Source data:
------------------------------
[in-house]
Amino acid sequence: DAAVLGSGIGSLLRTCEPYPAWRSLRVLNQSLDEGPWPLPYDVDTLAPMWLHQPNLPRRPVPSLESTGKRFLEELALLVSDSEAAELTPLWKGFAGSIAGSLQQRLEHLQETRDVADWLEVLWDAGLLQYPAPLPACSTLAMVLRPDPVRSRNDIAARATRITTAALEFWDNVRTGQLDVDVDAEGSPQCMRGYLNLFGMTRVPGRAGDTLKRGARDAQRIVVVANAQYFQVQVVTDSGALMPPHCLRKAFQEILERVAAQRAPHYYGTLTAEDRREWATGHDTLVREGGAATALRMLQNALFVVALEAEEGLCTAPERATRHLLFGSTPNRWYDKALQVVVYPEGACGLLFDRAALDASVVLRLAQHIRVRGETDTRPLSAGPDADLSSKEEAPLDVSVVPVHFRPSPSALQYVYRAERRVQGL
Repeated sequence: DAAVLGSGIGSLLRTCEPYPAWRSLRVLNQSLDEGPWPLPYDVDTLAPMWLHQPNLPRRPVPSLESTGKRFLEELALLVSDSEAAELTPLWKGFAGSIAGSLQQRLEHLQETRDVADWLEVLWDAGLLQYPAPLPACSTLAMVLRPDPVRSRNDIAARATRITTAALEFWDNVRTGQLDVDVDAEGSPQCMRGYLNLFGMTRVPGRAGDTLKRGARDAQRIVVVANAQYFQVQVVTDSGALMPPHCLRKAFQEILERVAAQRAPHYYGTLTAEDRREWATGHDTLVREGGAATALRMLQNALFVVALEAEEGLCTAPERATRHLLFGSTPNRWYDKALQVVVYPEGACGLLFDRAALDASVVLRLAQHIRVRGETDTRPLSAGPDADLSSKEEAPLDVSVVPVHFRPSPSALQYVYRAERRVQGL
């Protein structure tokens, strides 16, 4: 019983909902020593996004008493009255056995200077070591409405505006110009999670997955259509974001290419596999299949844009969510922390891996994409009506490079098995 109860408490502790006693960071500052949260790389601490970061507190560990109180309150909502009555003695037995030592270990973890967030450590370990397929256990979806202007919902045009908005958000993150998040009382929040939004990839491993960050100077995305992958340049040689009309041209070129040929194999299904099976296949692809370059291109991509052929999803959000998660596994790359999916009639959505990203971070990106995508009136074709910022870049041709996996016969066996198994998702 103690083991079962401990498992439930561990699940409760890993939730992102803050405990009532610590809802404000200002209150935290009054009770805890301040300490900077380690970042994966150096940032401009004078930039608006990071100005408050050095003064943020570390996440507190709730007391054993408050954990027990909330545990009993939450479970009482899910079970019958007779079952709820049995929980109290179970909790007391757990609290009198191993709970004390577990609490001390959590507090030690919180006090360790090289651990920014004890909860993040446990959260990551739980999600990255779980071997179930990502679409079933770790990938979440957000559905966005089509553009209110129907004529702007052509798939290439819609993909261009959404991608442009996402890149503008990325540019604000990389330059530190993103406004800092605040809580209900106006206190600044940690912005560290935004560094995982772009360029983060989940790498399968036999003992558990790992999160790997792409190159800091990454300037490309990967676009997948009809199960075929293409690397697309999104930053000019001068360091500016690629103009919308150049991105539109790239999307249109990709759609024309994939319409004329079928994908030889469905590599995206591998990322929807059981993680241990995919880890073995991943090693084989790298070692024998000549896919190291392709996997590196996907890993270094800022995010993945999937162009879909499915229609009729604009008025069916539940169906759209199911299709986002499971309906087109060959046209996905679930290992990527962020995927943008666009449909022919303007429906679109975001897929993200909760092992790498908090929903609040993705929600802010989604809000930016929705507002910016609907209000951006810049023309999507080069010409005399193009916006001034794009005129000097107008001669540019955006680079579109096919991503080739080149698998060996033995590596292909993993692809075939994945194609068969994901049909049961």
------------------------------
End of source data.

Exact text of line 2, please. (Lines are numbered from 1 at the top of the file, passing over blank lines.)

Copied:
Amino acid sequence: DAAVLGSGIGSLLRTCEPYPAWRSLRVLNQSLDEGPWPLPYDVDTLAPMWLHQPNLPRRPVPSLESTGKRFLEELALLVSDSEAAELTPLWKGFAGSIAGSLQQRLEHLQETRDVADWLEVLWDAGLLQYPAPLPACSTLAMVLRPDPVRSRNDIAARATRITTAALEFWDNVRTGQLDVDVDAEGSPQCMRGYLNLFGMTRVPGRAGDTLKRGARDAQRIVVVANAQYFQVQVVTDSGALMPPHCLRKAFQEILERVAAQRAPHYYGTLTAEDRREWATGHDTLVREGGAATALRMLQNALFVVALEAEEGLCTAPERATRHLLFGSTPNRWYDKALQVVVYPEGACGLLFDRAALDASVVLRLAQHIRVRGETDTRPLSAGPDADLSSKEEAPLDVSVVPVHFRPSPSALQYVYRAERRVQGL